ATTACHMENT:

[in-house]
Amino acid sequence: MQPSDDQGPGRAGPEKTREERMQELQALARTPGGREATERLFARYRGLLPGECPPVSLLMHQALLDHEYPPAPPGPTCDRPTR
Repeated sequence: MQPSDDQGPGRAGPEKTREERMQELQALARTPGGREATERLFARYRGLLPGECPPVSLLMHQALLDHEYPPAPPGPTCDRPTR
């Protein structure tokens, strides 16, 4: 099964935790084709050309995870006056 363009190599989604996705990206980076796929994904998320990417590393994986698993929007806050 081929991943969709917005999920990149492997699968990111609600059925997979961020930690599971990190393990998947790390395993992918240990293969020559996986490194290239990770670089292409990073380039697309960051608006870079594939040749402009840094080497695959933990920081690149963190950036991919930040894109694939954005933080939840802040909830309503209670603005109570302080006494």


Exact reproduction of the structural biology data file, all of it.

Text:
[in-house]
Amino acid sequence: MQPSDDQGPGRAGPEKTREERMQELQALARTPGGREATERLFARYRGLLPGECPPVSLLMHQALLDHEYPPAPPGPTCDRPTR
Repeated sequence: MQPSDDQGPGRAGPEKTREERMQELQALARTPGGREATERLFARYRGLLPGECPPVSLLMHQALLDHEYPPAPPGPTCDRPTR
């Protein structure tokens, strides 16, 4: 099964935790084709050309995870006056 363009190599989604996705990206980076796929994904998320990417590393994986698993929007806050 081929991943969709917005999920990149492997699968990111609600059925997979961020930690599971990190393990998947790390395993992918240990293969020559996986490194290239990770670089292409990073380039697309960051608006870079594939040749402009840094080497695959933990920081690149963190950036991919930040894109694939954005933080939840802040909830309503209670603005109570302080006494």